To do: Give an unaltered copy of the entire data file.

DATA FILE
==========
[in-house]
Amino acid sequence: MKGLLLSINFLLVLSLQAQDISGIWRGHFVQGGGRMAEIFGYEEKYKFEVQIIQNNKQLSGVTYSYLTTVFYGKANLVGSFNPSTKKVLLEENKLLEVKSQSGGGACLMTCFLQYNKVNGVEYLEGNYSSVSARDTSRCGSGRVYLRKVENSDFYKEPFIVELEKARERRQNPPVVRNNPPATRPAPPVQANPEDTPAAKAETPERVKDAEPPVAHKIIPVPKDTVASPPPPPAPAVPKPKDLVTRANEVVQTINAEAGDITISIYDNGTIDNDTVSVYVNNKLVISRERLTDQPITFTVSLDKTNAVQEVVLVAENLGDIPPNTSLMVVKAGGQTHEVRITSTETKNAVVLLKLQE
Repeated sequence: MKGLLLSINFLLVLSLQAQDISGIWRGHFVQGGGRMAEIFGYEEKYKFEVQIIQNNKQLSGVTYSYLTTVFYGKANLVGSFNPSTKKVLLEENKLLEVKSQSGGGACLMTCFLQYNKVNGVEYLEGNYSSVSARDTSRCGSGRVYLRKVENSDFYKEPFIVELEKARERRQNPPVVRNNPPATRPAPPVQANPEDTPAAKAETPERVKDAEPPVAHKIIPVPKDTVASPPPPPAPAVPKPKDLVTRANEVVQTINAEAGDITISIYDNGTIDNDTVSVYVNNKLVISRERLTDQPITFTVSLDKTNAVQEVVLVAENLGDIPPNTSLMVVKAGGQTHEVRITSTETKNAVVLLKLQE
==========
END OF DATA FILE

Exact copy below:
[in-house]
Amino acid sequence: MKGLLLSINFLLVLSLQAQDISGIWRGHFVQGGGRMAEIFGYEEKYKFEVQIIQNNKQLSGVTYSYLTTVFYGKANLVGSFNPSTKKVLLEENKLLEVKSQSGGGACLMTCFLQYNKVNGVEYLEGNYSSVSARDTSRCGSGRVYLRKVENSDFYKEPFIVELEKARERRQNPPVVRNNPPATRPAPPVQANPEDTPAAKAETPERVKDAEPPVAHKIIPVPKDTVASPPPPPAPAVPKPKDLVTRANEVVQTINAEAGDITISIYDNGTIDNDTVSVYVNNKLVISRERLTDQPITFTVSLDKTNAVQEVVLVAENLGDIPPNTSLMVVKAGGQTHEVRITSTETKNAVVLLKLQE
Repeated sequence: MKGLLLSINFLLVLSLQAQDISGIWRGHFVQGGGRMAEIFGYEEKYKFEVQIIQNNKQLSGVTYSYLTTVFYGKANLVGSFNPSTKKVLLEENKLLEVKSQSGGGACLMTCFLQYNKVNGVEYLEGNYSSVSARDTSRCGSGRVYLRKVENSDFYKEPFIVELEKARERRQNPPVVRNNPPATRPAPPVQANPEDTPAAKAETPERVKDAEPPVAHKIIPVPKDTVASPPPPPAPAVPKPKDLVTRANEVVQTINAEAGDITISIYDNGTIDNDTVSVYVNNKLVISRERLTDQPITFTVSLDKTNAVQEVVLVAENLGDIPPNTSLMVVKAGGQTHEVRITSTETKNAVVLLKLQE